Max-Planck-Institut für empirische Ästhetik
Lecture by Christopher Heffner, PhD: Individual Differences
in Phonetic Plasticity: Rate, Accent, and Learning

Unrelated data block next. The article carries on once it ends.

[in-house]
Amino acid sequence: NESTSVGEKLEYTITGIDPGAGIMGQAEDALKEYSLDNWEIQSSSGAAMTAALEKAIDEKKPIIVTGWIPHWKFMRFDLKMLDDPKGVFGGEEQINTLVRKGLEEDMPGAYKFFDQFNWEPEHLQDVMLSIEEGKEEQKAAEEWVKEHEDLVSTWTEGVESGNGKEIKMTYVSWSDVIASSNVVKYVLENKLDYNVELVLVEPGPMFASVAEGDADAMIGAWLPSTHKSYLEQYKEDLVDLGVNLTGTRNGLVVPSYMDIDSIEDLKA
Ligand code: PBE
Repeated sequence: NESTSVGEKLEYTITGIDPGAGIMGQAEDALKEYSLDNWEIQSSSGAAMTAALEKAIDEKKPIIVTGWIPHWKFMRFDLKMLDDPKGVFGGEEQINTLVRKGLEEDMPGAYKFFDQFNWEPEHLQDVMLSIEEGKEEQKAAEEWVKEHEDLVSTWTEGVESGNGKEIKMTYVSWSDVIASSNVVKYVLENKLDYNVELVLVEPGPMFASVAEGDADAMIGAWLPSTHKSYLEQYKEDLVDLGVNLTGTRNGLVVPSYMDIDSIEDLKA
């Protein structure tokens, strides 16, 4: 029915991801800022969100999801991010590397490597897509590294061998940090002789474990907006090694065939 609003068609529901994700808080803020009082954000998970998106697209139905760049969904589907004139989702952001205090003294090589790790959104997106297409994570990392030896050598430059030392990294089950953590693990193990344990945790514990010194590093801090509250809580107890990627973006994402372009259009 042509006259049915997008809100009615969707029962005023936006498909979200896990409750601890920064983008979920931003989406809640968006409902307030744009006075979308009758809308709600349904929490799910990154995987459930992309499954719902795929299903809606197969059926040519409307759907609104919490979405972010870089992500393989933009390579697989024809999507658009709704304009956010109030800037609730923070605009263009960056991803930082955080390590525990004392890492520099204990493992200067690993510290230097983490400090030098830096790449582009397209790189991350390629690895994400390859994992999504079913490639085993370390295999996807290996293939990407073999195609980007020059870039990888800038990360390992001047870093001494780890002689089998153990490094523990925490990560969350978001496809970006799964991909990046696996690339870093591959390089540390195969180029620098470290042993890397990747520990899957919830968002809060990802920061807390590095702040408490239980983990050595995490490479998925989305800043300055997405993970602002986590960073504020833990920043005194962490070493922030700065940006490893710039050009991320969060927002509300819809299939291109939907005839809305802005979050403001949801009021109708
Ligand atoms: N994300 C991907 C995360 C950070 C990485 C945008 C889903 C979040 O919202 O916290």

Speech understanding requires constant adjustment. This can be seen most radically when encountering new speech sound tokens in a second language, where categorizing non-native sounds requires learning. Yet adjustment to phonetic categories can be observed even within a native language, where tolerating variation between talkers in speech rate or in accent requires adaptation. Though non-native and native speech perception share similarities, it is unclear whether they rely on common cognitive and neural resources. In the present study, we explore individual differences in each process in behavior, then compare these differences in behavior to neural (structural, DTI, and resting-state functional) measures. In the end, we find interrelationships in performance on three of our measures of phonetic plasticity: explicit learning, accent adaptation, and rate adaptation, but not with incidental phonetic learning. Better learners of non-native tokens in explicit tasks were also better adapters. This suggests that learning and adaptation may depend on shared behavioral plasticity. These differences are related to differences in brain structure, particularly in auditory temporal areas.